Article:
© PAUL SIMCOCKIt wasn’t until the end of her biophysics PhD that Sophie Dumont made up her mind to be a scientist. Until then, the physicist-turned-biologist was still mulling over a few careers—high school teacher and astronaut, to name a couple. But Dumont’s talent for research was evident. “I told her she was crazy not to consider academia,” says Carlos Bustamante, her doctoral advisor at the University of California, Berkeley. Ultimately, Dumont found herself in love with the complexity of cells and “hooked on the problem of cell division,” which her lab now studies at the University of California, San Francisco (UCSF).

Dumont wasn’t introduced to the study of cells until late in her education. As an undergraduate at Princeton University she majored in physics, and she later began a PhD in theoretical physics at the University of Oxford. “After one year I was just too excited about...

“Carlos’s lab was a very welcoming place for a physicist,” Dumont says. There, chemists, physicists, and biologists converged to ask “simple” questions. Among other projects, including one that called upon her physics background to test a statistical mechanics theorem on a biomolecule,1 Dumont designed assays that used optical tweezers to track, at single-molecule resolution, the movement of a viral helicase as it unwinds its RNA substrate.2

As a postdoc, Dumont wanted to scale up from the single molecule to the cell, so she joined the lab of Tim Mitchison at Harvard University to develop assays for probing the mechanics of cell division—in particular, chromosome segregation. “It’s a very mechanical process,” she says. “For somebody with a quantitative background, it’s a very appealing system.”

But first she had to learn the basics. “I knew nothing about how to grow cells, how to look at cells, even the simplest molecular tools,” she recalls. After her labmates ushered her into the world of cell biology, Dumont developed a method to push on spindles during mitosis and watch how they react. She found that the microtubules of the spindle lengthen in a controlled manner in response to applied force, rather than passively flattening out.3 “[The] identification of this mechanical regulation of spindle fiber was a really important contribution to the mitosis field,” Ted Salmon of the University of North Carolina told The Scientist at the time of the discovery in 2009. “I think this is just the start of things.”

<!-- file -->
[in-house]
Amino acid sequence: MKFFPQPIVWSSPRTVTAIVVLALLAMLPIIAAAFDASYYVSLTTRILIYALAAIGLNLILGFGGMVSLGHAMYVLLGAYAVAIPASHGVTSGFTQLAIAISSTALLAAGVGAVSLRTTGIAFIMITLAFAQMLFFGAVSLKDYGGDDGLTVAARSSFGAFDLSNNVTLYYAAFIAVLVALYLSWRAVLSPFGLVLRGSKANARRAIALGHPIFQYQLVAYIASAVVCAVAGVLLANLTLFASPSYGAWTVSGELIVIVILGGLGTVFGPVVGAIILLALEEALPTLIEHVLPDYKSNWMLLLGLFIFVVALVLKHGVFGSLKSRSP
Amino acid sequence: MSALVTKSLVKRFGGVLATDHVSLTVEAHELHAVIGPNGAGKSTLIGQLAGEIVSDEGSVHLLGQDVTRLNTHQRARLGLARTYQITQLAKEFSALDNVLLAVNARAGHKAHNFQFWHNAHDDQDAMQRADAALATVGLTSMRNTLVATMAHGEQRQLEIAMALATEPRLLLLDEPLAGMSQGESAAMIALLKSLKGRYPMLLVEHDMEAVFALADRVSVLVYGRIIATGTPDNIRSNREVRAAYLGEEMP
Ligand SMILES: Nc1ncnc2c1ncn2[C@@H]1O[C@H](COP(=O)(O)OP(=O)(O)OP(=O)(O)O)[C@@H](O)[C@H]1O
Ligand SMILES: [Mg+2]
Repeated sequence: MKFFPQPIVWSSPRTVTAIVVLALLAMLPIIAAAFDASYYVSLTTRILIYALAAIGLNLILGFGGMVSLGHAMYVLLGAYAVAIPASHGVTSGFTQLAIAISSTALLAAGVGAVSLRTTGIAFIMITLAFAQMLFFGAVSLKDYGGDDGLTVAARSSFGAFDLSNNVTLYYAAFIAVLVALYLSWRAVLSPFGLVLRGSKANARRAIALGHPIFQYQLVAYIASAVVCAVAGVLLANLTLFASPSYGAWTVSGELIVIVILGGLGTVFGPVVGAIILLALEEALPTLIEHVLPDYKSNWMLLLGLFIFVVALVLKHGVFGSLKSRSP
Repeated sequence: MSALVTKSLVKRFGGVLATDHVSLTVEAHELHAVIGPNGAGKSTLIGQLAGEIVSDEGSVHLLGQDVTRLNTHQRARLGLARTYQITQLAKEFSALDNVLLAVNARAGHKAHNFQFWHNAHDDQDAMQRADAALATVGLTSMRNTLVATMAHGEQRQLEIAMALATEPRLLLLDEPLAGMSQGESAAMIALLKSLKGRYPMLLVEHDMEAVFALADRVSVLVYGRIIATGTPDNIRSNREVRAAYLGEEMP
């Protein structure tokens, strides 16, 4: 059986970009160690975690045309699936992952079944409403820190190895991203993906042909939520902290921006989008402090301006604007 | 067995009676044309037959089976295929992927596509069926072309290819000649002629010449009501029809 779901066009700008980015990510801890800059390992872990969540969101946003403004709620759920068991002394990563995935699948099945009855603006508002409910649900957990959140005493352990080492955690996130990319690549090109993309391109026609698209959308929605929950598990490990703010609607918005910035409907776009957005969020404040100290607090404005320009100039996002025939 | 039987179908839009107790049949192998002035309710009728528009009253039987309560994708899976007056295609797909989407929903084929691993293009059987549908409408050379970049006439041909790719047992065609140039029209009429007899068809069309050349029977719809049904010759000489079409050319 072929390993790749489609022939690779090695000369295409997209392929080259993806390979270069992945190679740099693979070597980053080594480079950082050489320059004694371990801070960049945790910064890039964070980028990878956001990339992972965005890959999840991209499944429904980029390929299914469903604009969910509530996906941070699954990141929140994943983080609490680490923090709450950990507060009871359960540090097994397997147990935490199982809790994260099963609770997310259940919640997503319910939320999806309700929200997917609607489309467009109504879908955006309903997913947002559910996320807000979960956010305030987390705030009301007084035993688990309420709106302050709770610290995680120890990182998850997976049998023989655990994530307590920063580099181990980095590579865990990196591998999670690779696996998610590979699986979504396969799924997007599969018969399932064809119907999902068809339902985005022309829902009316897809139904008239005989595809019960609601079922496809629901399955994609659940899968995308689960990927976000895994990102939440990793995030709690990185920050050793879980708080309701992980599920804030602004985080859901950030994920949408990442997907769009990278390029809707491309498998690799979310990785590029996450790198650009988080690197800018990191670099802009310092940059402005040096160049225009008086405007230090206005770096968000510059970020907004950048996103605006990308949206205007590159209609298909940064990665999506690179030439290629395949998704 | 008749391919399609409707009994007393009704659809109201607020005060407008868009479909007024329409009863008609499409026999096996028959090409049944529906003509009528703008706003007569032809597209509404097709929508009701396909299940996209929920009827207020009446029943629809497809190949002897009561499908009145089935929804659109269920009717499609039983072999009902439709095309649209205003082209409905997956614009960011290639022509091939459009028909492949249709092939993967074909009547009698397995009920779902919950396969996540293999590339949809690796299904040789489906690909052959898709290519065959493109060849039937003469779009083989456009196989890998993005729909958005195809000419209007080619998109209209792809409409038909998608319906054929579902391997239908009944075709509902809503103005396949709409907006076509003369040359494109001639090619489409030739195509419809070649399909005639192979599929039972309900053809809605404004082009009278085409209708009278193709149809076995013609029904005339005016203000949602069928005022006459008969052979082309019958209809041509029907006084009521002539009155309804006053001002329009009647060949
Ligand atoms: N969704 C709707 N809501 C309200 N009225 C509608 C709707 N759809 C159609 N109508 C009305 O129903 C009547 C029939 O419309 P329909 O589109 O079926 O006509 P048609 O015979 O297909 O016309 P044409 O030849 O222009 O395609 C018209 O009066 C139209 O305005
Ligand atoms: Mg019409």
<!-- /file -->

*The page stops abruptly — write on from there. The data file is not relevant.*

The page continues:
Dumont went on to offer early insights into how kinetochores, which connect sister chromatids to spindle fibers, maintain their hold on microtubules that are growing and shrinking. She and her colleagues helped reveal the dance steps during chromosome segregation. For a kinetochore to keep hold of a shrinking microtubule, it connects in two ways: by constantly gripping the microtubule and by adjusting its position to accommodate movement.4

“That paper by no means solves this question” of how the kinetochore holds on to microtubules, she says. “This is a huge question” related to the mechanics of cell division and one that she continues to investigate. UCSF cell biologist Ron Vale says that Dumont, with her hybrid approach of using classical cell biology and physics tools, “represents a new breed of scientist who are trying to understand fundamental principles of how molecules behave and organize in cells.”


  1. J. Liphardt et al., “Equilibrium information from nonequilibrium measurements in an experimental test of Jarzynski’s equality,” Science, 296:1832-35, 2002. (Cited 720 times)
  2. S. Dumont et al., “RNA translocation and unwinding mechanism of HCV NS3 helicase and its coordination by ATP,” Nature, 439:105-08, 2006. (Cited 246 times)
  3. S. Dumont, T.J. Mitchison, “Compression regulates mitotic spindle length by a mechanochemical switch at the poles,” Current Biology, 19:1086-95, 2009. (Cited 39 times.)
  4. S. Dumont et al.,  “Deformations within moving kinetochores reveal different sites of active and passive force generation,”Science, 337:355-58, 2012. (Cited 15 times)

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